CMD: It was a real sort of tightrope walk figuring out how what to show and what not to show. I wanted to be truthful to what was happening and this is a film that’s a lot about gender expectations. Hunter’s rebellion is a bodily rebellion. She’s reclaiming body autonomy. I didn’t want to stand off the edges of what that was because her interactions with the objects have an effect on her body and I didn’t want to hide that. But at the same time, I also wanted the audience to remain connected to the story and I felt that if I was too graphic with the horror and the gore, as it were, the audience would just be turned off and see the film as an aesthetic exercise rather than an emotional, heartfelt psychological journey so we tried to hit a balance. I also felt the audiences can do a lot with their imagination. There’s a scene in the movie where we had multiple people faint during our screenings. I think we had a total of three people faint so far during one of the scenes and you don’t see that much in the scene. It’s really just her face and the sound design but the audience’s imagination fills in the blanks. But when we do have those moments of body horror, I tried to film them in a way that would not provoke something grotesque. I wanted to film them in the same way that you’d film a landscape or a beautiful vista. I wanted to treat those moments with as much care and artistry as you would treat any other shot in the film.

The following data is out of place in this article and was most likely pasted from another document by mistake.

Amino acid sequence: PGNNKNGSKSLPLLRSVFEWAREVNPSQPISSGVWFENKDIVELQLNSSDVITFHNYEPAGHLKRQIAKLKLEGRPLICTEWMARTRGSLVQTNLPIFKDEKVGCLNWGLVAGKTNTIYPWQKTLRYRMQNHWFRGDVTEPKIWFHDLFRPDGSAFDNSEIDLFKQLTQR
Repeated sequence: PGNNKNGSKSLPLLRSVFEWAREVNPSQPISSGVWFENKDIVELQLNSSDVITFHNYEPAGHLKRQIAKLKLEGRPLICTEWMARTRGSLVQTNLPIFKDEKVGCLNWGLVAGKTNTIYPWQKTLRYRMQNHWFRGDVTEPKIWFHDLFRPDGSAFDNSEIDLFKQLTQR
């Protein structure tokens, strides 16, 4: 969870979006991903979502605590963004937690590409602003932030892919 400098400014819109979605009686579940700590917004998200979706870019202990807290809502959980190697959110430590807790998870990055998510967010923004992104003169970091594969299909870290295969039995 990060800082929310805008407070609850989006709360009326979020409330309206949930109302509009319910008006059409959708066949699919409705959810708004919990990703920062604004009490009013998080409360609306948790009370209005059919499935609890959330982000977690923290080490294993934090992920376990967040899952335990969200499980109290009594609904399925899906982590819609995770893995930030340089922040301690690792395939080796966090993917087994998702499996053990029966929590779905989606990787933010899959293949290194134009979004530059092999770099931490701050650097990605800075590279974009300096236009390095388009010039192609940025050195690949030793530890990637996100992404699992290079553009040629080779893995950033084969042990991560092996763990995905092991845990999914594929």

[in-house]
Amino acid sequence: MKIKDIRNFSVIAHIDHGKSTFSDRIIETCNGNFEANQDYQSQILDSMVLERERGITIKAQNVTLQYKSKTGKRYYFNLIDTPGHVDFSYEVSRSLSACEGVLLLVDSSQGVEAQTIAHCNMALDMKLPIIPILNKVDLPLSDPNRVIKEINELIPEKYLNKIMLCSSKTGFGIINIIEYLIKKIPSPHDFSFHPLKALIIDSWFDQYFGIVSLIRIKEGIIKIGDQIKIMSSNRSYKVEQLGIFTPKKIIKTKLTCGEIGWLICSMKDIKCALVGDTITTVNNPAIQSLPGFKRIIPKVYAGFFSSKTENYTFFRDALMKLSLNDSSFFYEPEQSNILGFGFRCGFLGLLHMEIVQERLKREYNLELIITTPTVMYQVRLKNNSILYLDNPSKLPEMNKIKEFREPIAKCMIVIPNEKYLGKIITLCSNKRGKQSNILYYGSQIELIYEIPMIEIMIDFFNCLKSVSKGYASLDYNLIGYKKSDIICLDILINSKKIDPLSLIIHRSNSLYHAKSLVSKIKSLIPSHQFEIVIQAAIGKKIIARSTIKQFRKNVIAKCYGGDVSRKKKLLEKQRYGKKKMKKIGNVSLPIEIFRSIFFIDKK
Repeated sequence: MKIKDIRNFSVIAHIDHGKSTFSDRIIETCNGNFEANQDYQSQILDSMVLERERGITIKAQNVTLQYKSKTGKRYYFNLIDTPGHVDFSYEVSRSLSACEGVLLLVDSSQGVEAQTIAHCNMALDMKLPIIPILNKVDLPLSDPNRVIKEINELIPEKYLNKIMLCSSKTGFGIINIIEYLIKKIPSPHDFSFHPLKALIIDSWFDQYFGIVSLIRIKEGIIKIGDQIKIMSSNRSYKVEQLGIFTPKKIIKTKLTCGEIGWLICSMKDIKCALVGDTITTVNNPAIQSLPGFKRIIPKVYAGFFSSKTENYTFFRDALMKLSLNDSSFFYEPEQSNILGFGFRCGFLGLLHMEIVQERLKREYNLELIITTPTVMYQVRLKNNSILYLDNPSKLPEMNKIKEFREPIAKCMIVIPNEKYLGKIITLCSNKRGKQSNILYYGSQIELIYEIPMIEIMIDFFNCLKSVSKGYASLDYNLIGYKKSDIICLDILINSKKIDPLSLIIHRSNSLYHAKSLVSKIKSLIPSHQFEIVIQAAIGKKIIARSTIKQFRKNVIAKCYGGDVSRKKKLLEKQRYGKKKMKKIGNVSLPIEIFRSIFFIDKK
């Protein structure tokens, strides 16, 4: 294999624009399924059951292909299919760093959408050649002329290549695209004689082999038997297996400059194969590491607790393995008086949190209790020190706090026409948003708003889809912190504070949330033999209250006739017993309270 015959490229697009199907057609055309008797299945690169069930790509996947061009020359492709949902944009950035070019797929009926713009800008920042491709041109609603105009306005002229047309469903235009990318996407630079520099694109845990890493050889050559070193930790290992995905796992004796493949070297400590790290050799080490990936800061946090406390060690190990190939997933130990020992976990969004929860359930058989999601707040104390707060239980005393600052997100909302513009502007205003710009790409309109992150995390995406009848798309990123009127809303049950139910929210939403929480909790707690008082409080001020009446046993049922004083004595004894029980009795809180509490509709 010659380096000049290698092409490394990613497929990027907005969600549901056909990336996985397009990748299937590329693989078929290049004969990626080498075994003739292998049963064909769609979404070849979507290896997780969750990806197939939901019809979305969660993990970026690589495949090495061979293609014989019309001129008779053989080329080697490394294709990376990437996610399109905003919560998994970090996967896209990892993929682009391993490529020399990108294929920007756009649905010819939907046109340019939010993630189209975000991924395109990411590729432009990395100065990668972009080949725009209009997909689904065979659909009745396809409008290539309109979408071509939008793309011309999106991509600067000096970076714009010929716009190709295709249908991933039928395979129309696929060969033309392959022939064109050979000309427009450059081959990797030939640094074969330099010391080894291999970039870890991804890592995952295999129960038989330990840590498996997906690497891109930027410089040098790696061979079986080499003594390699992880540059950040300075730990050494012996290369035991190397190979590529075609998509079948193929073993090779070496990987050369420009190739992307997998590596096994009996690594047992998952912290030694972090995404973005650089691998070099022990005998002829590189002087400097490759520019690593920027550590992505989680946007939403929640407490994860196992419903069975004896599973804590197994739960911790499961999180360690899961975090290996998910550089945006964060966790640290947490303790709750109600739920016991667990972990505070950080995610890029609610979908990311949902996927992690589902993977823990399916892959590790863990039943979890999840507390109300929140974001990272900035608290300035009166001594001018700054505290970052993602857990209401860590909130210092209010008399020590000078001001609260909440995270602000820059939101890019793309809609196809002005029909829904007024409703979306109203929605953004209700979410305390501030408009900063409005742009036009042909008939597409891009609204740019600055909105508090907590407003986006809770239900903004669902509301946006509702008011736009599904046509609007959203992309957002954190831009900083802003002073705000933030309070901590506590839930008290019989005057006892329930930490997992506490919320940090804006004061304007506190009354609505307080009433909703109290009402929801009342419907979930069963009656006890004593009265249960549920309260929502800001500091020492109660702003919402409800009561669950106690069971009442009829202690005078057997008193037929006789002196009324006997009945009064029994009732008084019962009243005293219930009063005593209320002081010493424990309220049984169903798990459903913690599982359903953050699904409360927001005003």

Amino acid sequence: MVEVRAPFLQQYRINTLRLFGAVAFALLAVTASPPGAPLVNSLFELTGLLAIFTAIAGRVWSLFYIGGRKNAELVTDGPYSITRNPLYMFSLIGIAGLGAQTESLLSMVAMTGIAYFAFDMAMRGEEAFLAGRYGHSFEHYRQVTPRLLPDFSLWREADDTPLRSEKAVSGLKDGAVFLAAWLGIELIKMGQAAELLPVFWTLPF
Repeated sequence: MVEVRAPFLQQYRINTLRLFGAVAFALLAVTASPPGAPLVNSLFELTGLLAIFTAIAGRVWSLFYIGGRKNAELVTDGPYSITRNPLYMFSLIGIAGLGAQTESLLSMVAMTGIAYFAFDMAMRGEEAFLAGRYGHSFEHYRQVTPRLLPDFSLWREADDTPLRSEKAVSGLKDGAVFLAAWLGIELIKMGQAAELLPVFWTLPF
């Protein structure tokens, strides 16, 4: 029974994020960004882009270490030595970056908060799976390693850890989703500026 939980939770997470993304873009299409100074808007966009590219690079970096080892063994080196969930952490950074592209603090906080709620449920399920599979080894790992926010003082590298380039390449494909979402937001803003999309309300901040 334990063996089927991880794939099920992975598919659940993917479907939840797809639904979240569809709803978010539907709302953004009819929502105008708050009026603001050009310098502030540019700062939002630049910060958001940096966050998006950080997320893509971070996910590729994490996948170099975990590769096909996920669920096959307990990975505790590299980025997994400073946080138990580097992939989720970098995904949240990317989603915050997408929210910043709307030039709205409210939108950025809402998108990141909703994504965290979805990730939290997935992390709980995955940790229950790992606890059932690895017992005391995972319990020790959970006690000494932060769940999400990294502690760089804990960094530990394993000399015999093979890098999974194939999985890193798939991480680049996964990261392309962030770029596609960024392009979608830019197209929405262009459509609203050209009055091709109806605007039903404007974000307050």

SQ: I feel like that restraint really benefited the movie because it ends up having a very universal quality to it even though it tells a very specific story. So much so, that I personally felt like I could relate to Hunter’s predicament and her journey fighting these expectations and these restrictions that were forced on her by her environment. And I feel like that is just such a huge testament to how you approached the story, with so much empathy and so much humanity, and how you decided to tell it because in another filmmaker’s hands, they probably would’ve focused more on the grotesque aspects instead, and the message would have been diluted and the film wouldn’t have had the same impact.
CMD: I’m really glad you feel that way. That was the hope. I really think that there’s this idea that can sometimes happen in movies where certain human experiences are sort of relegated to certain genres. Human life is a complicated and often painful and often beautiful one so I thought, ‘Let’s try to render it with all of that beauty and that pain together in a heartfelt tale’. In some ways, there’s this cross genre element to the film. I like to say it’s kind of a tiramisu of genres because we have psychological horror, we’ve got body horror but we’ve also got domestic drama and we’ve also got some dark comedy in there which I think helps the medicine go down. But the glue holding the film together for me is that this story was one that I cared very deeply about because it was inspired by my grandmother, who was a homemaker in the 1950s who developed obsessive hand-washing as a ritual of control. She was in an unhappy marriage and my grandfather, at the behest of the doctors, put her into a mental institution, where she received electroshock therapy, insulin shock therapy and a non-consensual lobotomy. So the horror of that story stuck with me and I really thought, ‘That really happened to her’. Unfortunately, that kind of controlling oppression is still afoot in our society in a lot of different forms, as you see with the Trump administration’s kind of return to this old world patriarchy but a lot of great voices are fighting against that and I wanted Swallow to be one of those voices.